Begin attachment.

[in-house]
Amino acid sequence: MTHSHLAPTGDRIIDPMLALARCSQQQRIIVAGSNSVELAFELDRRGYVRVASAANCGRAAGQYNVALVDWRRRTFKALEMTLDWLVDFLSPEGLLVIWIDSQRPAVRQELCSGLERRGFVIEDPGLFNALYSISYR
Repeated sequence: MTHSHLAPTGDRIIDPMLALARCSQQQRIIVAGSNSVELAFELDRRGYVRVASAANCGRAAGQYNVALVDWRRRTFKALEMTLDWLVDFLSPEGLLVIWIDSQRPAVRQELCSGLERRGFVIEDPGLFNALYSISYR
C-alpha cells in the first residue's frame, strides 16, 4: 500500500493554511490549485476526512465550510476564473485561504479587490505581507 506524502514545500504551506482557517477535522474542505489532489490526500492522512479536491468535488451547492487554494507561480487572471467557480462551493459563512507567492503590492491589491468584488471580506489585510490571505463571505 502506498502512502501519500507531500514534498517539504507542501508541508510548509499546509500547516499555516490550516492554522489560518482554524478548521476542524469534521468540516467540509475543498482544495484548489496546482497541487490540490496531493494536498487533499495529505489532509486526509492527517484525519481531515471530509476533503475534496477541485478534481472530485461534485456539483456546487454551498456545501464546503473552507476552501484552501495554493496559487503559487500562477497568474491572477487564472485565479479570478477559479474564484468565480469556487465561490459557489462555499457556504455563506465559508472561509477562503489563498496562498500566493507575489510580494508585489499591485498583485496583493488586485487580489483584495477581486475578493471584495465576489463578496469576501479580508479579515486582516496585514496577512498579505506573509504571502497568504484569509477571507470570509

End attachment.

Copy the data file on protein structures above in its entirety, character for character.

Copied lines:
[in-house]
Amino acid sequence: MTHSHLAPTGDRIIDPMLALARCSQQQRIIVAGSNSVELAFELDRRGYVRVASAANCGRAAGQYNVALVDWRRRTFKALEMTLDWLVDFLSPEGLLVIWIDSQRPAVRQELCSGLERRGFVIEDPGLFNALYSISYR
Repeated sequence: MTHSHLAPTGDRIIDPMLALARCSQQQRIIVAGSNSVELAFELDRRGYVRVASAANCGRAAGQYNVALVDWRRRTFKALEMTLDWLVDFLSPEGLLVIWIDSQRPAVRQELCSGLERRGFVIEDPGLFNALYSISYR
C-alpha cells in the first residue's frame, strides 16, 4: 500500500493554511490549485476526512465550510476564473485561504479587490505581507 506524502514545500504551506482557517477535522474542505489532489490526500492522512479536491468535488451547492487554494507561480487572471467557480462551493459563512507567492503590492491589491468584488471580506489585510490571505463571505 502506498502512502501519500507531500514534498517539504507542501508541508510548509499546509500547516499555516490550516492554522489560518482554524478548521476542524469534521468540516467540509475543498482544495484548489496546482497541487490540490496531493494536498487533499495529505489532509486526509492527517484525519481531515471530509476533503475534496477541485478534481472530485461534485456539483456546487454551498456545501464546503473552507476552501484552501495554493496559487503559487500562477497568474491572477487564472485565479479570478477559479474564484468565480469556487465561490459557489462555499457556504455563506465559508472561509477562503489563498496562498500566493507575489510580494508585489499591485498583485496583493488586485487580489483584495477581486475578493471584495465576489463578496469576501479580508479579515486582516496585514496577512498579505506573509504571502497568504484569509477571507470570509